Like a jar of honey, this is sweet and delicious. Also like a jar of honey, you might find it too sweet, depending on your tastes.
Fourteen year old Lily runs away from home with her father’s housekeeper, Rosaleen, to escape his harsh parenting, his peach farm and the memories of a terrible accident that killed her mother. The two make their way to Tiburon, South Carolina, on the basis that Lily’s mother had once stashed away a picture of a black Madonna, scrawled with the name of the town. Set in 1964, at the height of the civil rights movement, the two raise more than a few eyebrows given Rosaleen is black and Lily white, but they are warmly welcomed by a trio of beekeeping sisters when they reach Tiburon, allowing Lily to embark on the challenging task of trying to uncover the secrets of her mother’s past. In doing so, Lily must confront the truth about her own role in her mother’s death and decide whether she wants her future to be as marred by guilt as the past has been.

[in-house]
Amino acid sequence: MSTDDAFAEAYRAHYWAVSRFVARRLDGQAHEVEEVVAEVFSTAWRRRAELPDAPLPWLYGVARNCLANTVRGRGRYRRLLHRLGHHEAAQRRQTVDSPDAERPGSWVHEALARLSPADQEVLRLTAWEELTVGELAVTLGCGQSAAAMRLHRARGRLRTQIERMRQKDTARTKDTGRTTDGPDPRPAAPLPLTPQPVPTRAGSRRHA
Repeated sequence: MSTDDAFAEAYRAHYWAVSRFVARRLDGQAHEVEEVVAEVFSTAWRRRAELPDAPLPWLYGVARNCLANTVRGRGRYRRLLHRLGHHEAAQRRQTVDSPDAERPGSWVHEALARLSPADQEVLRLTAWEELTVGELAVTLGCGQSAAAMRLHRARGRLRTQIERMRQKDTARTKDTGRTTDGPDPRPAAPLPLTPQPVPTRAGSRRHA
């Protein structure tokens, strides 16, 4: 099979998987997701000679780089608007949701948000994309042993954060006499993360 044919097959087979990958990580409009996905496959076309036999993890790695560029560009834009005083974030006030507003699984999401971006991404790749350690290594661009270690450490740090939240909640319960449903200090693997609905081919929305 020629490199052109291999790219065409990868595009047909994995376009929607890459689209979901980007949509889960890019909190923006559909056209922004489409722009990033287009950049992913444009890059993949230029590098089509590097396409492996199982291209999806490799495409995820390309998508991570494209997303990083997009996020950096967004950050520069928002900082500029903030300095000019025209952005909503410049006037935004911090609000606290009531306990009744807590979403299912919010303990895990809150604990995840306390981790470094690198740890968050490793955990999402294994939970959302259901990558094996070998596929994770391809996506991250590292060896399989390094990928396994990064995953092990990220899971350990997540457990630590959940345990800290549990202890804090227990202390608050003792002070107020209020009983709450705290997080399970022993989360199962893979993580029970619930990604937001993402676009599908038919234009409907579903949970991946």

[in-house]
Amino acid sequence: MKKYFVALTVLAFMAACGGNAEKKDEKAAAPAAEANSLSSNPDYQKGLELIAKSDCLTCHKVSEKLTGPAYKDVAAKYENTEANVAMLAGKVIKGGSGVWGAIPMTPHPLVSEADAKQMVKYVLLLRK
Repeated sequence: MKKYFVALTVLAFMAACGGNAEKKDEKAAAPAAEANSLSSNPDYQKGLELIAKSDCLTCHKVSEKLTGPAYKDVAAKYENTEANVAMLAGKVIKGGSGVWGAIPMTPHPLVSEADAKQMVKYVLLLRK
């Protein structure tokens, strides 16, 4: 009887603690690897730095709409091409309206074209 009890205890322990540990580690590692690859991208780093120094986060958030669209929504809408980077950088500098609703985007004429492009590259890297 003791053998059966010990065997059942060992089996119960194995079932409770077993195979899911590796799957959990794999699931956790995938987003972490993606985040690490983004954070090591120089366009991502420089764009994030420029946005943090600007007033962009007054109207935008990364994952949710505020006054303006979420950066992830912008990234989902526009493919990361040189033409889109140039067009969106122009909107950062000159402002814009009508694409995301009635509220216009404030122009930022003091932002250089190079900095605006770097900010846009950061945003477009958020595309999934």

From the feisty, warm hearted Rosaleen, to mean ogre like TJ, Lily’s father, by way of the three exotic sisters who host their own church and whose friends wear colourful, eccentric Sunday best hats, THE SECRET LIFE OF BEES is full of stereotypes, especially of African American women. But if you can overlook that you’ll find it’s also full of love, humanity and insight. These rescue the well worn themes of coming of age, racial divides, the healing power of other culture’s spirituality and the sweetness of young love to transform a series of cliches into something far better somehow than the sum of its parts.
There’s a brilliant scene where a wooden statute of the Virgin Mary is anointed in honey during a ceremony to celebrate and protect her. It seems to sum up this book; full of warmth, compassion and good intentions, provided you can ignore the obvious downsides – like getting really sticky. Easy to read and captivating enough to hold my attention in the week Scotland was voting on independence, it soothed, satisfied and gave solace. Just like a jar of really good honey.